When Congress returns to work in 2014 there will be calls for more reforms during this upcoming election year, including for Immigration reform, Affordable Health Care (Obamacare) reform, deficit reduction reform…and quite possibly even tax reform. As members make their resolutions, let us ask for clarity.
The word resolution means a firm decision either TO DO something or NOT to do something. If you ask any member of Congress if we need tax reform, the answer is “yes.” If you ask them where he or she suggests we begin, that is where the need for clarity comes in. For some, their resolution may be to take no action at this time. That is not the right answer when we have new ideas on the table like ASSET proposes.
When it comes to tax reform, no matter which side of the equation you are on, there have always been decries of inequality in the tax system. In Forbes in 2012 writer Julian Block notes that President Andrew Jackson once proclaimed “a resigned view of all taxes. “The wisdom of man never yet contrived a system of taxation that operates with perfect equality.””
On the other side of the issue of taxation President Teddy Roosevelt once said in a 1910 speech that: “I believe in a graduated income tax on big fortunes, and … a graduated inheritance tax on big fortunes, properly safeguarded against evasion, and increasing rapidly in amount with the size of the estate.”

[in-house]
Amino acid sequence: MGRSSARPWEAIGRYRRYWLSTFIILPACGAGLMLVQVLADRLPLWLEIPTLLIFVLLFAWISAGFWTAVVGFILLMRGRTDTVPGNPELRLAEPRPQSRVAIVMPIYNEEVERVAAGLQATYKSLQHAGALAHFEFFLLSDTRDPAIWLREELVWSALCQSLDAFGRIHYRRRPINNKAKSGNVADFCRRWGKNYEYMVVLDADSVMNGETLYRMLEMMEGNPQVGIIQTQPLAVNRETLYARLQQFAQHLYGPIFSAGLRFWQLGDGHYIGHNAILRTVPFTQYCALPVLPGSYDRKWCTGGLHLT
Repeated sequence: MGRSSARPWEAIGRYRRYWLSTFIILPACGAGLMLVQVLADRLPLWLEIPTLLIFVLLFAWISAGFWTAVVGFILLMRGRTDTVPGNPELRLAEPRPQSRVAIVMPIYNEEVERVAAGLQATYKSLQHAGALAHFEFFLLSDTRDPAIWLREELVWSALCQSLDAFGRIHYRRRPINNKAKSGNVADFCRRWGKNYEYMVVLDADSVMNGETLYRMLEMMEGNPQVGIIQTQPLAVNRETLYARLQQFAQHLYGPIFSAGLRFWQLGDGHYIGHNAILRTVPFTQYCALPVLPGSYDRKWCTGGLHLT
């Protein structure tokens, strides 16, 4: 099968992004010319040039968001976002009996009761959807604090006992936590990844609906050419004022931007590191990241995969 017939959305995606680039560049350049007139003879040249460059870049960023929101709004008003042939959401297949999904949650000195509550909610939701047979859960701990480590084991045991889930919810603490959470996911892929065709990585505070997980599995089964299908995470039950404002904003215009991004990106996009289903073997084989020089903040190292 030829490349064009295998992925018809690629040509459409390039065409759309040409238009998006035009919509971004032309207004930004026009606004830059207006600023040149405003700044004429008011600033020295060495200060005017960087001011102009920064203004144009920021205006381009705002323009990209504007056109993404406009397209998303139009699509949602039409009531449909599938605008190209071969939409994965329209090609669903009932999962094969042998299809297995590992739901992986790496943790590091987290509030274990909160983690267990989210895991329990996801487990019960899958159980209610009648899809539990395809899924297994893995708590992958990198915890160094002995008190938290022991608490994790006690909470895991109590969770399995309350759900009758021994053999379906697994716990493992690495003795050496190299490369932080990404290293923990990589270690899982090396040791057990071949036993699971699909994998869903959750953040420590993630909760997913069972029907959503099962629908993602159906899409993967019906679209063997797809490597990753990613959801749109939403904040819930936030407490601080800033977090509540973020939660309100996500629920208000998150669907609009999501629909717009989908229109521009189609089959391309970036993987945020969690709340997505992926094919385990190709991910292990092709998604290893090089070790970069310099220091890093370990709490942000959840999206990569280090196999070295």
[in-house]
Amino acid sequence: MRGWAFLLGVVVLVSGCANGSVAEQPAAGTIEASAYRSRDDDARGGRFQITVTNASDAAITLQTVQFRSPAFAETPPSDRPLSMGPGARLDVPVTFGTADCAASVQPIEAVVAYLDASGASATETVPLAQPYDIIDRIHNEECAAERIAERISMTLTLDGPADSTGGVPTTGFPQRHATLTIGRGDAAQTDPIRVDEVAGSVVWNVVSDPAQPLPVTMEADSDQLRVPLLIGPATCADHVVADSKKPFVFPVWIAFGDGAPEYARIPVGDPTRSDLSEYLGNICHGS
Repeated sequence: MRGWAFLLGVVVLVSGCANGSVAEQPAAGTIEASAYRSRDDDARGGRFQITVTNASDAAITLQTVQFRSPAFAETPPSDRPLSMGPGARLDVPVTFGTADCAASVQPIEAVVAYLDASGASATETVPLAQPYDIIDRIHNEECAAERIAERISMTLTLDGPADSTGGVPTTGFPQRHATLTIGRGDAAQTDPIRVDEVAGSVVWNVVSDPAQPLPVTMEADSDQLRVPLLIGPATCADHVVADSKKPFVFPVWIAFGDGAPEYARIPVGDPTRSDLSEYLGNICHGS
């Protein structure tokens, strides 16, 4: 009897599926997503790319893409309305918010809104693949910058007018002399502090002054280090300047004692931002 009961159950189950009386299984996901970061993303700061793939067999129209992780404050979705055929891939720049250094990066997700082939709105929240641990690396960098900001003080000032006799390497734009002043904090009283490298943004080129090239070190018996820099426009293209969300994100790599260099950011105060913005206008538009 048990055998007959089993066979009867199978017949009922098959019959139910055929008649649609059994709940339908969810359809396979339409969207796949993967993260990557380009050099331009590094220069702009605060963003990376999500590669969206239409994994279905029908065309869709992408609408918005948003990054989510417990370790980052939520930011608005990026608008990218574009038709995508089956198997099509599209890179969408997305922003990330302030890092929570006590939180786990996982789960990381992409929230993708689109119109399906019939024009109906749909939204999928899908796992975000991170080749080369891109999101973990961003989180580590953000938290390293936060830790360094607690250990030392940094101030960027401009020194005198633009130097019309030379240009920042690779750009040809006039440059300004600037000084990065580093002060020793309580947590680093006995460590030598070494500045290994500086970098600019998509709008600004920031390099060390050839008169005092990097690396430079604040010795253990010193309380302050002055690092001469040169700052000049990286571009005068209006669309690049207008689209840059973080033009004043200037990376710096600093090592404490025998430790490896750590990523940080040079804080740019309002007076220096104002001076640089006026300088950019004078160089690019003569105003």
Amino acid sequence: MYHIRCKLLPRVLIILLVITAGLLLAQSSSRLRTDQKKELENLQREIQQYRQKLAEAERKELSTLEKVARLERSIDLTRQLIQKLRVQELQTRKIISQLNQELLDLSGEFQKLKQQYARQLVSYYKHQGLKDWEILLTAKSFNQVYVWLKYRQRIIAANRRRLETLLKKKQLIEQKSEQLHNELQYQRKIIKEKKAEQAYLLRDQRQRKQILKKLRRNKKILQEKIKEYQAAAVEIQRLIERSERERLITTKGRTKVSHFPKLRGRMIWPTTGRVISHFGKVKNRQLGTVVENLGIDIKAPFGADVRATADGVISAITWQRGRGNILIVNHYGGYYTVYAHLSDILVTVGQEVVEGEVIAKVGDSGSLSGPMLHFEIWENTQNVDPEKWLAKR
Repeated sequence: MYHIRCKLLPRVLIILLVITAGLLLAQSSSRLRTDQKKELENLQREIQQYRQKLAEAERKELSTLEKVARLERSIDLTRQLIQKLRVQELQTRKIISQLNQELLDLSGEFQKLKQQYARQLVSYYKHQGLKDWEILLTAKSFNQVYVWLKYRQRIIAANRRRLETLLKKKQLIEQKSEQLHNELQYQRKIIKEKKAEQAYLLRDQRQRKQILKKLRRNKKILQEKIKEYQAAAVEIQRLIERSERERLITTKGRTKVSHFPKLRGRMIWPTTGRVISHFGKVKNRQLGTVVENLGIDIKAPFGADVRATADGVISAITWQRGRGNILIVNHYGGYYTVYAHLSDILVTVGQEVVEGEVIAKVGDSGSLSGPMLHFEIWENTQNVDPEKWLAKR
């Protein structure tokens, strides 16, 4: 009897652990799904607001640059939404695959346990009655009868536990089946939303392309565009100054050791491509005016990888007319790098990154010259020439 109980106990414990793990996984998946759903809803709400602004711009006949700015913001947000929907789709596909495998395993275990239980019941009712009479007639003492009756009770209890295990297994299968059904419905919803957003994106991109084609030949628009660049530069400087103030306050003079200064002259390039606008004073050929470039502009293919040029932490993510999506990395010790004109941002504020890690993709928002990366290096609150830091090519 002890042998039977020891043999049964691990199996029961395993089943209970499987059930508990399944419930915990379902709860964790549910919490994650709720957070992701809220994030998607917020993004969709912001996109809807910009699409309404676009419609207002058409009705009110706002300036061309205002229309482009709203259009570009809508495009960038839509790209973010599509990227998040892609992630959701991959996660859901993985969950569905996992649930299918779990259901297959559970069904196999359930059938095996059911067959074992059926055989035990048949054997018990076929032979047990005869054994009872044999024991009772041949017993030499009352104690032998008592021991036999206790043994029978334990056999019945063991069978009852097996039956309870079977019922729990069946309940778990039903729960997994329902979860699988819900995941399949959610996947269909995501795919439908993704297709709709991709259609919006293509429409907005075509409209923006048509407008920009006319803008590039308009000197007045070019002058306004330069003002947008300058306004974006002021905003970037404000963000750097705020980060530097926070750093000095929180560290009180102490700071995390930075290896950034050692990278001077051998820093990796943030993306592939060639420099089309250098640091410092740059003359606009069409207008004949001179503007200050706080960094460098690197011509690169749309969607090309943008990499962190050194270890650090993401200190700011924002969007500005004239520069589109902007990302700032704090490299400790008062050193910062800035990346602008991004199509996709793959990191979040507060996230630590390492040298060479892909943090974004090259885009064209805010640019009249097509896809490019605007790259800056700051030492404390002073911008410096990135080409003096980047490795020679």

The debate has not changed. Rates and exemption levels for the estate tax continue to be the basis of disagreement. We can change the debate with new proposals like ASSET to collect the revenue produced by the estate tax another way, but still targeting the same taxpayers.
There are signs of life in the estate tax reform discussion, despite the fact the House has not held a vote on full repeal. Even with a vote of the entire Senate in March 2013 more than 80 Senators (including 35 Democrats) voted for a revenue neutral way to repeal or reduce the estate tax. That makes sense when you consider the jobs that are potentially displaced by forcing cash poor, but asset rich private businesses and farms into selling the very tools that create their livelihoods in order to minimize taxes.
When Congress returns for the second half of the 113th Congress on January 7th they will no doubt be full of resolutions. Will the resolutions include taking action on tax reform?